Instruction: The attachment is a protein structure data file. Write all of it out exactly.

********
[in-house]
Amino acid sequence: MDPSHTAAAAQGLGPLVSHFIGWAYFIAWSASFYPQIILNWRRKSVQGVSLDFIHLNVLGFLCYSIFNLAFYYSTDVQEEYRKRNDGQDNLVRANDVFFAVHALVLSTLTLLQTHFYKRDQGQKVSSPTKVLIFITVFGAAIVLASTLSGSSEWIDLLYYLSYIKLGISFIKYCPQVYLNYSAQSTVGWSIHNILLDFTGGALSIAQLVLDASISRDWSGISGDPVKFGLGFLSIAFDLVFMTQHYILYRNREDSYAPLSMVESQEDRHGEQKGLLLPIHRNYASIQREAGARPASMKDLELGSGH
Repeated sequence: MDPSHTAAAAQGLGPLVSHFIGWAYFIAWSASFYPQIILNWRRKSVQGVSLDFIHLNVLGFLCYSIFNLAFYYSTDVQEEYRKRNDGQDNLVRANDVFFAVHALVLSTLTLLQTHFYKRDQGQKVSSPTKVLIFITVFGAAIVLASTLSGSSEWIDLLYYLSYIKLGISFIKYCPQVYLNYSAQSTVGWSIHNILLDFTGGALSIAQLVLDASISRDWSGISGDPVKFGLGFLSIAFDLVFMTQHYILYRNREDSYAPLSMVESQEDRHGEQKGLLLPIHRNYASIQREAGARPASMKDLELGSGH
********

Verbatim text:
[in-house]
Amino acid sequence: MDPSHTAAAAQGLGPLVSHFIGWAYFIAWSASFYPQIILNWRRKSVQGVSLDFIHLNVLGFLCYSIFNLAFYYSTDVQEEYRKRNDGQDNLVRANDVFFAVHALVLSTLTLLQTHFYKRDQGQKVSSPTKVLIFITVFGAAIVLASTLSGSSEWIDLLYYLSYIKLGISFIKYCPQVYLNYSAQSTVGWSIHNILLDFTGGALSIAQLVLDASISRDWSGISGDPVKFGLGFLSIAFDLVFMTQHYILYRNREDSYAPLSMVESQEDRHGEQKGLLLPIHRNYASIQREAGARPASMKDLELGSGH
Repeated sequence: MDPSHTAAAAQGLGPLVSHFIGWAYFIAWSASFYPQIILNWRRKSVQGVSLDFIHLNVLGFLCYSIFNLAFYYSTDVQEEYRKRNDGQDNLVRANDVFFAVHALVLSTLTLLQTHFYKRDQGQKVSSPTKVLIFITVFGAAIVLASTLSGSSEWIDLLYYLSYIKLGISFIKYCPQVYLNYSAQSTVGWSIHNILLDFTGGALSIAQLVLDASISRDWSGISGDPVKFGLGFLSIAFDLVFMTQHYILYRNREDSYAPLSMVESQEDRHGEQKGLLLPIHRNYASIQREAGARPASMKDLELGSGH